As of today, December 1, the Canadian Radio-television and Telecommunications Commission (CRTC) has banned all Canadian carriers from locking phones, or from charging customers to unlock their devices.

An an example – If I take my BlackBerry KEYone to Rogers Wireless and ask them to unlock my device so I can take my business to Bell or Telus, or to sell the device to a wider range of people from other carriers, Rogers Wireless has to unlock my KEYone free of charge.

Prior to December 1, Canadian carriers would charge clients roughly $50 CAD to do this. If anyone wanted to save some money, they would be on their own to seek a cheaper alternative, such as CellUnlocker to save money and pay around $10 CAD.

Canadian carriers are likely upset

According to reports, the carriers in Canada made $37 million alone in unlocking fees last year. That was $37 million made from Canadian customers for typing in some codes into the smartphone’s phone app.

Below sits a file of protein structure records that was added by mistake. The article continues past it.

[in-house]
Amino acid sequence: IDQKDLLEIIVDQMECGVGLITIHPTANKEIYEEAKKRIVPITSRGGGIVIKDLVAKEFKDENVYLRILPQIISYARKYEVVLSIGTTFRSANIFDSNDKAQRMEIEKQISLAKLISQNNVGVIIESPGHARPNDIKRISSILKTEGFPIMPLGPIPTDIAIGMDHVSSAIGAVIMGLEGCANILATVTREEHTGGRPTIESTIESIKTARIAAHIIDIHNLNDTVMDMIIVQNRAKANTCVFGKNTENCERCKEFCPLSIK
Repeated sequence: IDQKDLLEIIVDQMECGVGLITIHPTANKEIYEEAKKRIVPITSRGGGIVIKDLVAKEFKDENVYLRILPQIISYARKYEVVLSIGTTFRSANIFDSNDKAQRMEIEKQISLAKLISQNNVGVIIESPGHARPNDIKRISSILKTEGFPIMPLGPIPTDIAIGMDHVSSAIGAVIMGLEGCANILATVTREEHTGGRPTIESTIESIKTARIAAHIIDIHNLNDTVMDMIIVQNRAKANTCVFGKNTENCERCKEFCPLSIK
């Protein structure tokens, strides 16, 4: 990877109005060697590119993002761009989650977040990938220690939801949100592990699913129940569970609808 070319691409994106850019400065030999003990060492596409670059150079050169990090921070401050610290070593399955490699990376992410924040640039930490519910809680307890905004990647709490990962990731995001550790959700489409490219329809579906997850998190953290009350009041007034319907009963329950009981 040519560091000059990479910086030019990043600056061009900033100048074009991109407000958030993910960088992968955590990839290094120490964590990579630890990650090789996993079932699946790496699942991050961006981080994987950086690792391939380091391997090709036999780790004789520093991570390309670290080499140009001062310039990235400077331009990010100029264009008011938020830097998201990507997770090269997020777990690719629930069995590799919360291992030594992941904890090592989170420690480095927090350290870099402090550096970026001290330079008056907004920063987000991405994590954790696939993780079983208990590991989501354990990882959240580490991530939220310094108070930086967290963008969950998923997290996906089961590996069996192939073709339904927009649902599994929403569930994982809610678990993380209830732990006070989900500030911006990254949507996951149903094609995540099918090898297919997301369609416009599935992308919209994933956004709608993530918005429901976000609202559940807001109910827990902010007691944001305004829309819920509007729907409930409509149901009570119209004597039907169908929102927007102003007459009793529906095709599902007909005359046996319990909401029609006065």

The general consensus here with Canadians is that this is a good decision, and it provides freedom to shop around and to sell smartphones. Unfortunately, we all know Bell, Rogers Wireless, and Telus (a.k.a. “The Big Three”) will find ways to make that money back, such as increasing our already overpriced plan fees.

CBC News shared a quote from Howard Slawner, vice-president of regulatory telecom at Rogers,

“We think it’s a lot more appropriate that people who actually have their device unlocked bear the cost of the unlocking.”

Really, Howard? Really?

Charging unlocking fees is a random fee

Canadians approached the CRTC years ago, comparing the unlocking fee as a “ransom fee” or a “hostage fee”. Such a practice from any other business would never fly.

Freedom Mobile has stated the unlocking fee was “toxic revenue.”

Good or bad?

Personally, I feel this is a good move. Yes, the carriers will probably try to cover their lost revenue by upping other fees. That said, I have a feeling they would have done that anyway, and they need to know they cannot get away with anything and everything.

Canadian or not, what are your thoughts on this?